More work, less pay for those of us with jobs
Published 22/05/2014 | 02:30
THE average worker's earnings are down almost €5 a week even though they spend six minutes longer at work.
A new report reveals that workers who managed to hold down a job last year have not fared too badly.
Average weekly earnings fell by €4.46 a week, from €691.74 to €687.28, a drop of less than 1pc, according to the union movement's first labour market report.
It says average hourly earnings, including bonuses and overtime, dropped slightly, largely due to wage falls in the public sector under the Haddington Road Agreement.
Private sector wages were largely stagnant.
But workers have been hit in the pocket by the household and property tax, the universal social charge and hikes in mortgage interest rates.
And the Irish Congress of Trade Unions' new 'Labour Market Monitor' points out that the Irish unemployment rate is still 50pc above the rate in EU countries that were not bailed out.
ICTU highlighted the extent of the problem amid government claims that a recent recovery in employment proves its jobs plan is working.
It says the current unemployment rate in the original 15 EU countries, minus Ireland, Portugal, Greece and Spain, is 7.8pc, while Ireland's rate is now 11.8pc.
The report notes that the countries with the largest percentage declines in the employment rate between 2007 and last year were Greece, at 12pc, Spain at almost 12pc, Ireland at 9pc and Portugal at almost 7pc.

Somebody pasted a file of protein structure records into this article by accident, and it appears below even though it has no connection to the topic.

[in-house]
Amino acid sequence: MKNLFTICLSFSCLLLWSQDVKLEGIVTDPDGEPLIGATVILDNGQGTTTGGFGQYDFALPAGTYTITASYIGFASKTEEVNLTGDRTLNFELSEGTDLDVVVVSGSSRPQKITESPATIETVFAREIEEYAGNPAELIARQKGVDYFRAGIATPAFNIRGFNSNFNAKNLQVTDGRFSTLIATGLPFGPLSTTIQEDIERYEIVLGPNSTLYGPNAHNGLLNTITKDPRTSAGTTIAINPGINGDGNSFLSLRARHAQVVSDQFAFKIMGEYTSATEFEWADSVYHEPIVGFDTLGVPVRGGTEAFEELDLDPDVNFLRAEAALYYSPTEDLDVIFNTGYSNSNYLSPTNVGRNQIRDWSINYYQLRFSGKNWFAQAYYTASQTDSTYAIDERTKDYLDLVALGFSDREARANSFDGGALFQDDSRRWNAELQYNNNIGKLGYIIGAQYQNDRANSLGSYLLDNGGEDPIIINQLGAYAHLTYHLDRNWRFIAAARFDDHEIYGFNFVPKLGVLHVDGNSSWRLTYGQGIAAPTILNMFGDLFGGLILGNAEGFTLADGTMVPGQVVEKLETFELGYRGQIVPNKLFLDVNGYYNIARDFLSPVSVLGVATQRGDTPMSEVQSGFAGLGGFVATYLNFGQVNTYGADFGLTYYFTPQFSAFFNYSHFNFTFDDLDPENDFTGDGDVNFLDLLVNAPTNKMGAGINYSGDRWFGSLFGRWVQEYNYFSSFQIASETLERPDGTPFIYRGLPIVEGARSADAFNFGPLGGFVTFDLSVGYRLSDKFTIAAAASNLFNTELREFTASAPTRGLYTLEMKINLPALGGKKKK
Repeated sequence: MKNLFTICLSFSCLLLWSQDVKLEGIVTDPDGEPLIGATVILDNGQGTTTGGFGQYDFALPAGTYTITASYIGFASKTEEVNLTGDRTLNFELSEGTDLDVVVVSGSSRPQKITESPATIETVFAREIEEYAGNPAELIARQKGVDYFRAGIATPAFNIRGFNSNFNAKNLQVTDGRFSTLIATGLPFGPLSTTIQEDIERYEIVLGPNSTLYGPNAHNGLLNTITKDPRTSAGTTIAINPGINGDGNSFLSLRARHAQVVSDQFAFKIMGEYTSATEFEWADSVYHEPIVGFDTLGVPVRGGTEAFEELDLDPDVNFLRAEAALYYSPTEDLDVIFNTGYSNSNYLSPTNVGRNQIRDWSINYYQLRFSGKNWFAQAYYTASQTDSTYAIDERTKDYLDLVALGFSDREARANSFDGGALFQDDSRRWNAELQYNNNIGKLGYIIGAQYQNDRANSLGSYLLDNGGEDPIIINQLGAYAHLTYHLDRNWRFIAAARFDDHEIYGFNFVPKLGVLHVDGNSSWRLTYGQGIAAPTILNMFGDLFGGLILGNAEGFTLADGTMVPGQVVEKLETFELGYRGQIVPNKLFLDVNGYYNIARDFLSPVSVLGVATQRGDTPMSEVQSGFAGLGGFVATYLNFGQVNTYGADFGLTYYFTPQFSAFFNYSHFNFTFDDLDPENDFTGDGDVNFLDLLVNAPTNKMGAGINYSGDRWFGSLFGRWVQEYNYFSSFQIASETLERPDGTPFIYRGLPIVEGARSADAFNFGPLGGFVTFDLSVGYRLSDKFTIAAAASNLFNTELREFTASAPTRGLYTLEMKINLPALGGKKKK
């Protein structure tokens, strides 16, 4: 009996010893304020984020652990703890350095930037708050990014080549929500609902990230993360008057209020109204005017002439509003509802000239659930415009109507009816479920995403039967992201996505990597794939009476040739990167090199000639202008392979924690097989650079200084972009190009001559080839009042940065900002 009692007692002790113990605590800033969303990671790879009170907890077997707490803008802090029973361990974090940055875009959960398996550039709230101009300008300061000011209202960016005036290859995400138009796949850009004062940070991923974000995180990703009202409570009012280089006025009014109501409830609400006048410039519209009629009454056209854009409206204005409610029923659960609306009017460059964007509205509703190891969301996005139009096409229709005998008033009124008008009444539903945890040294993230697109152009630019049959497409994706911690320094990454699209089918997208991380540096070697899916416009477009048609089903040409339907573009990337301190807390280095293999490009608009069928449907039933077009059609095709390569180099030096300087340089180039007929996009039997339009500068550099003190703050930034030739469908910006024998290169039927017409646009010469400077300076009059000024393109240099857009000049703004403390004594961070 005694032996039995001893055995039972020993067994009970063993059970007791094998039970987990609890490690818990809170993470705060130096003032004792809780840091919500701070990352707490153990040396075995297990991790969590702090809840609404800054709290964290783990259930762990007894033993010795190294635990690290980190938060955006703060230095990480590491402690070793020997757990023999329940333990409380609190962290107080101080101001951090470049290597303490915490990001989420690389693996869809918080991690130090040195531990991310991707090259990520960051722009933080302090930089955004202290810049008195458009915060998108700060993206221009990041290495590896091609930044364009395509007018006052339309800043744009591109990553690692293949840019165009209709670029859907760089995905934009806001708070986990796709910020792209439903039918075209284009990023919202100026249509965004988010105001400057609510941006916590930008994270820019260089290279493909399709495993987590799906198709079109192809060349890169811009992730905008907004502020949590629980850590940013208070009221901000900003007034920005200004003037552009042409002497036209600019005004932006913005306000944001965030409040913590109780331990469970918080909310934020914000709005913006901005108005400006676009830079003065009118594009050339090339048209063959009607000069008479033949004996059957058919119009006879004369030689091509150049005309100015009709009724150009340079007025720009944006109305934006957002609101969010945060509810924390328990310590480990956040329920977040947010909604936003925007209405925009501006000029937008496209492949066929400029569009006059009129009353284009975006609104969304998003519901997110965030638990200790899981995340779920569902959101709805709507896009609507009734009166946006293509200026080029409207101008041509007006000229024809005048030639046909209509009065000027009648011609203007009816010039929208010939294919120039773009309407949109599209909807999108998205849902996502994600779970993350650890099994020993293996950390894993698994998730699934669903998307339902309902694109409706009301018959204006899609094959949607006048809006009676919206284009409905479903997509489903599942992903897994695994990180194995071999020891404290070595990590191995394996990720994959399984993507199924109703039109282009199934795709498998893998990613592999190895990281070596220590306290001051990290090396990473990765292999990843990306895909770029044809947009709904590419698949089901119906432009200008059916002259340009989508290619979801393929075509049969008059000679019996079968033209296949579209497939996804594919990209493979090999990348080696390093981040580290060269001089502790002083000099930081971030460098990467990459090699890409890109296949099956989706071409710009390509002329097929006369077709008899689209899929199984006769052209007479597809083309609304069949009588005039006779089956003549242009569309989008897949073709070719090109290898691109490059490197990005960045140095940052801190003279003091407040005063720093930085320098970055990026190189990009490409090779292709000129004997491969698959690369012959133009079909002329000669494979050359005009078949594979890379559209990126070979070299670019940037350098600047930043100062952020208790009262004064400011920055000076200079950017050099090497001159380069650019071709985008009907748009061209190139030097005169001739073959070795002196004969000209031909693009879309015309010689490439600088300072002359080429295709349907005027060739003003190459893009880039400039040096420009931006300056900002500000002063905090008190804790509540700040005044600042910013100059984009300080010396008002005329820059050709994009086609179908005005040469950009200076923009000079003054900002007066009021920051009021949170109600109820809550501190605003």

From peak to trough of the economic crisis, 15.2pc, or 328,700 Irish jobs, were "destroyed".
The report also notes that although the average working week increased by just six minutes between the last three months of 2012 and final quarter of last year, this varies considerably between sectors.
In the mining and quarrying industry, the increase has been almost 3.9 hours a week. In contrast, the working week shortened by 24 minutes in the electricity, water supply, and waste management sector.
Working longer does not always bring a just reward as accommodation and food staff, who now work over half an hour extra a week, only enjoyed a €1.61 increase in their earnings.
"The overall trend in the working week has been upward since their trough in the first quarter of 2011," says the report.
It says there has been a "hollowing out" of middle-paying jobs.
It says these jobs can be more easily computerised or off-shored, compared with low-paying jobs like cleaning or high paying jobs, such as legal advice.
"Excluding agriculture, job growth has been concentrated in the relatively high-paying professional, scientific and technical activities sector and the relatively low-paying accommodation and food service activities sectors," the report stated.